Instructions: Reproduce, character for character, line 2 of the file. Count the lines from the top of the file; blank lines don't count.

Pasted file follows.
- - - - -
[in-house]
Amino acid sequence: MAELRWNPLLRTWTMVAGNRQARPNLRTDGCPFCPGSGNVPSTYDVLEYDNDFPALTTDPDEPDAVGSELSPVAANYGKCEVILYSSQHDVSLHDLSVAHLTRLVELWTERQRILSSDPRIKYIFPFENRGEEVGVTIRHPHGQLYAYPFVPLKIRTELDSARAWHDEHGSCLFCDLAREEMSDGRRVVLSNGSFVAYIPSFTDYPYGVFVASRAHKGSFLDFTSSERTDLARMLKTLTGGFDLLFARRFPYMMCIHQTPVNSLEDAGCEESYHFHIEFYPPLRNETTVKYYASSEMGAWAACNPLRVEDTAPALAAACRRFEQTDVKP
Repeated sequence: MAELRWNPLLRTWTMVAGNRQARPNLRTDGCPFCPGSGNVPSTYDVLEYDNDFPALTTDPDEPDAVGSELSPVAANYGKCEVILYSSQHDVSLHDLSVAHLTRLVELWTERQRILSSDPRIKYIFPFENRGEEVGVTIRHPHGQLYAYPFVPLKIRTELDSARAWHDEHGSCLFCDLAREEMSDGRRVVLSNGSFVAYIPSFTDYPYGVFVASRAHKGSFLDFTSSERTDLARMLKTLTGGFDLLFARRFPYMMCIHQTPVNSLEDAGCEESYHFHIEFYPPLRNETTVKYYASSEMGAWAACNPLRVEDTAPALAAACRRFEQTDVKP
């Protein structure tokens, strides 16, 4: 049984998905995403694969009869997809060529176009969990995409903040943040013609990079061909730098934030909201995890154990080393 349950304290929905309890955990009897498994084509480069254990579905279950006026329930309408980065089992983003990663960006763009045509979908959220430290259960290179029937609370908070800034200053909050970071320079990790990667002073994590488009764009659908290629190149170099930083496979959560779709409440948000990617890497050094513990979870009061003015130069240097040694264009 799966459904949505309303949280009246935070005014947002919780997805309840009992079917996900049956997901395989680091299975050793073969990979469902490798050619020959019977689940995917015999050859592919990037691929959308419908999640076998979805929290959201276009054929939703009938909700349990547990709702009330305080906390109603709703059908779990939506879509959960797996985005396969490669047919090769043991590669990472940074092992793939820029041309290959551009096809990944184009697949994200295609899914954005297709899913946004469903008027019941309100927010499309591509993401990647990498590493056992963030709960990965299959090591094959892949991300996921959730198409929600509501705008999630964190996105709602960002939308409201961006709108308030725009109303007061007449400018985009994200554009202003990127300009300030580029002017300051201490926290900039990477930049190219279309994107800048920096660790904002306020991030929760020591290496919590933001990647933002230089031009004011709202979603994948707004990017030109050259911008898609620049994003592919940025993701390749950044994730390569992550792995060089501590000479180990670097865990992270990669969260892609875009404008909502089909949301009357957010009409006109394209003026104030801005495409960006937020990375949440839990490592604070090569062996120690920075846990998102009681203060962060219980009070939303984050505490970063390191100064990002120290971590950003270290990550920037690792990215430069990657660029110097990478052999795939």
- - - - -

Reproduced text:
Amino acid sequence: MAELRWNPLLRTWTMVAGNRQARPNLRTDGCPFCPGSGNVPSTYDVLEYDNDFPALTTDPDEPDAVGSELSPVAANYGKCEVILYSSQHDVSLHDLSVAHLTRLVELWTERQRILSSDPRIKYIFPFENRGEEVGVTIRHPHGQLYAYPFVPLKIRTELDSARAWHDEHGSCLFCDLAREEMSDGRRVVLSNGSFVAYIPSFTDYPYGVFVASRAHKGSFLDFTSSERTDLARMLKTLTGGFDLLFARRFPYMMCIHQTPVNSLEDAGCEESYHFHIEFYPPLRNETTVKYYASSEMGAWAACNPLRVEDTAPALAAACRRFEQTDVKP